Unlikely to get as complete a package as Mr. Booker to serve as its next Mayor, Newark needs a strategy that persists past his dynamic persona and take its currently stymied “Living Downtown Plan” and make it a reality. Let me propose a deal for new methods of regional redevelopment. (This concept will be explored throughout this series.) To encapsulate this strategy, look at this map of the PATH.

The Port Authority Trans Hudson is the nation’s 7th largest subway system by ridership. The four small cities it serves have 620,000 residents for an impressive ratio of 3 residents for every 2 riders, highly concentrated. (The nation’s next largest belongs to Philadelphia’s subway with a ratio of 5 residents to 1 rider.) If you add the four New Jersey Transit commuter lines that connect Newark (Penn and Broad stations) to New York’s Penn Station. Suddenly, poor Newark is a very rich transit connection. As the state’s largest city, Newark should be a natural mega-hub for the New York metropolis.

My future article on New York stations uses two assumptions. First, Midtown Manhattan has too many people for transit improvements to work cost-effectively. Second, there are cheaper places to live than Manhattan. Both proven.

Newark has an under-utilized and effective transit network.  And second, Newark is an inexpensive place to live.

This begs a few questions. Wouldn’t the world’s main financial center benefit from a farm team eight miles away that already is the nation’s third largest insurance center?  And for the common sense and stability of our financial system, shouldn’t investment banking learn something from the nation’s largest life insurer that required zero public dollars to make it through the worst real estate market since The Great Depression?  And besides, didn’t banks just make its “Wall Street West” by bringing many players to Jersey City, Newark’s peer on the PATH? (Jersey City has four PATH stops.) And didn’t this expansion raise Hoboken and Jersey City housing prices to those in many parts of Manhattan? Does this make Newark the next city to expand to?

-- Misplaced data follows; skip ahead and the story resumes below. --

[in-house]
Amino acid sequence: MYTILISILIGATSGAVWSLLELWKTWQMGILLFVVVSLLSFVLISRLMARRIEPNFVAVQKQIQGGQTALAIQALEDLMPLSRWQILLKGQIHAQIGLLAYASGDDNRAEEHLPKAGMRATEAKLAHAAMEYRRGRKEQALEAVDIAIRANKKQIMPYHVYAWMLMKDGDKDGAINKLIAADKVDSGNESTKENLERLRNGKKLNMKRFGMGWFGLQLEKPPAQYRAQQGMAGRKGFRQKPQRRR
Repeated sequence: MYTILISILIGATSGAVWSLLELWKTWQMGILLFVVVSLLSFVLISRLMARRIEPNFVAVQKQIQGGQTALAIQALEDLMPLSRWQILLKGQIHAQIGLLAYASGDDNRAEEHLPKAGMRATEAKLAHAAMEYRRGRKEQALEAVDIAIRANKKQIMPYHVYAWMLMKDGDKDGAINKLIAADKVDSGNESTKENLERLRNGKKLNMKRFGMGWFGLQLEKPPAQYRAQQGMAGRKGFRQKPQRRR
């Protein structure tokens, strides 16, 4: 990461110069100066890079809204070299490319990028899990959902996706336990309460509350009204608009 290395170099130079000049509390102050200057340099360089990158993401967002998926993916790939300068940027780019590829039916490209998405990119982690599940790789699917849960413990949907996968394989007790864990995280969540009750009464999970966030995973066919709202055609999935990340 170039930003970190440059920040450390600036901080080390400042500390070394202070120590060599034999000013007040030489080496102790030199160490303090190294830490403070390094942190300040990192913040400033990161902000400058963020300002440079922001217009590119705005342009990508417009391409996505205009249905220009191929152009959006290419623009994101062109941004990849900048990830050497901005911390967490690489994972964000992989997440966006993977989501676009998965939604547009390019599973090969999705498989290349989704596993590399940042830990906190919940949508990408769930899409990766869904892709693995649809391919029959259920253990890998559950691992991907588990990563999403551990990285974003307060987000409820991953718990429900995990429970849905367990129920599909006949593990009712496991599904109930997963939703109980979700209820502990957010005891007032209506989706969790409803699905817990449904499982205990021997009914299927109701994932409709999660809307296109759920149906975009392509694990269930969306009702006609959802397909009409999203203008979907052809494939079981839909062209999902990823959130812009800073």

And because it is in-land, Newark would cost substantially less to bulwark against hurricane flooding; possibly a show-stopping cost for Manhattan and Jersey City?

So if all these assumptions make sense, the clincher is: what agency helps fix this match-made-in-Heaven between the first and second largest cities in the New York metropolitan area? And don’t forget the bride’s dowry: Newark has the metro’s second largest airport and it is the most convenient to Manhattan; plus, it has the largest container port on the East Coast.

I’m not done having fun with this scenario… nor laying out its logic for Newark and, by analogy, how other central stations can serve as Economic Engines. Solving transit’s problems are increasingly expensive and ineffective because of how we govern our urban areas. If we are to compete in an era of sustainability and if that model rebuilds regions with mega-centers (instead of one over-crowded midtown), then the New York metro needs to take advantage of Newark’s assets and Newark needs New York’s investments. In ways politicians obviously don’t understand, cooperation will pay great dividends to everyone. (But first, we must un-employ the turf-fighters).

Newark’s social problems won’t get solved overnight. But over-time, they must be improved as they currently use public monies very ineffectively and these otherwise could get a much higher social and economic return if invested in infrastructure. As a drain, urban poverty is a strategic obstacle that prevents transit systems from getting on a path to fiscal sustainability.

So for today… How can every city’s central station, as an Economic Engine, do preliminary work to overcome this obstacle?  Answer: we still are finding out.

But… History gives us more answers than we admit. Consider the exhibit created from a brochure promoting Newark Penn at its 1935 ribbon-cutting. This exhibit fills the waiting room’s far wall. Reading this one panel below, it is clear that the Pennsylvania Railroad saw something worth promoting and, in so doing, defined this Station’s destiny.


Photo by Robert Munson

In 1935, the City of Newark had just split the cost of building the Station. This investment tied New York to Newark’s downtown. Four generations later, it still pays dividends. This is a great public value and should make taxpayers feel good (something that doesn’t happen often enough). Newark’s Station remains a great opportunity for all types of progress. But, it is under-utilized; blocked by out-dated laws for redevelopment.